I don’t like Percy Bysshe Shelley.
Personally, I mean—his poetry is okay for the type (she says, grudgingly) but his life was a mess of his own making that spilled over into everyone else’s. And he didn’t really seem to give enough of a damn about that.
You can call me a prude or provincial or whatever, if you like, but I’ve always felt that if you want to embrace free love, you really ought to make sure that the people you want to freely embrace understand what freedom means to you before you snuggle up so they can decide what it will cost them, before anyone ends up in an asylum or wracked with guilt.
Or maybe that’s just me?*
Regardless, this is one of those times when I’m going to separate my feelings about the poet from my feelings about a poem, because Shelley wrote one that absolutely nails my feelings about winter, which are edging into the sociopathic.
In fact, I hate winter so much that I’m only offering one poem today, as in half an hour from the scheduling of this post, I will be driving my kids through the remains of last night’s storm, which didn’t leave enough behind to justify staying home, but did put a nice, glossy coating of ice on the streets.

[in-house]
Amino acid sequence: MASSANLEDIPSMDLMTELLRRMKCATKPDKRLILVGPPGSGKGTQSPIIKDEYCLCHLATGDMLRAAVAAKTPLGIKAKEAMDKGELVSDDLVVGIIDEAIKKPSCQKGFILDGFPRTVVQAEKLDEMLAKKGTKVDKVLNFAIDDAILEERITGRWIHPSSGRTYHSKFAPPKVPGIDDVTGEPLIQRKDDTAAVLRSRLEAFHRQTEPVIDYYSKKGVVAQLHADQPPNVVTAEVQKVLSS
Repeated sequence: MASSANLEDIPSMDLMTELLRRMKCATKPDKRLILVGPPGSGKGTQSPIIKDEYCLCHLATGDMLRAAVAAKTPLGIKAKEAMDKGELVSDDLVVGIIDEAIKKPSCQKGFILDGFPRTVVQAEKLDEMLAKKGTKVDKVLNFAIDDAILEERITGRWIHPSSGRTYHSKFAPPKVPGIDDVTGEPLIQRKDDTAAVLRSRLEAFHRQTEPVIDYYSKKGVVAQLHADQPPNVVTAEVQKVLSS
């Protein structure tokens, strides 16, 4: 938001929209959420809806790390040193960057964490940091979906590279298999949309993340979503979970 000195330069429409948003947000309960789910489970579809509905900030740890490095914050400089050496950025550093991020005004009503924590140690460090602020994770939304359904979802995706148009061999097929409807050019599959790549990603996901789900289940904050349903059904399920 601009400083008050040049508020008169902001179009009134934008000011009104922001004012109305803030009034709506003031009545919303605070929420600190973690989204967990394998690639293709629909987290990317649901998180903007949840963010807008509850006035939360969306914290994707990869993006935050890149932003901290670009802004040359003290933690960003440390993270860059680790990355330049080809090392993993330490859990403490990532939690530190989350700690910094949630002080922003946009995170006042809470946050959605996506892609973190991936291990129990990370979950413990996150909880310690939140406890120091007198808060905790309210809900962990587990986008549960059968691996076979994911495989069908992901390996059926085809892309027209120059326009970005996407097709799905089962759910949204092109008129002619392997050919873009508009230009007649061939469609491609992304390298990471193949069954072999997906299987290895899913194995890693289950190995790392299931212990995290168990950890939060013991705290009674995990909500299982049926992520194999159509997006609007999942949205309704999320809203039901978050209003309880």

I’m at the point where the only good thing about winter is its poetry (she says, grudgingly).
Well done, Mr. Shelley.
*It isn’t. I told my MIL at breakfast this morning that I was doing an unflattering bit on him, and she said, “Oh, yes, he was a jerk. And selfish.” Then she smiled and said, “Isn’t it nice to know that for all his fuss and nonsense, his wife is more famous than he is?” Yes, ma’am.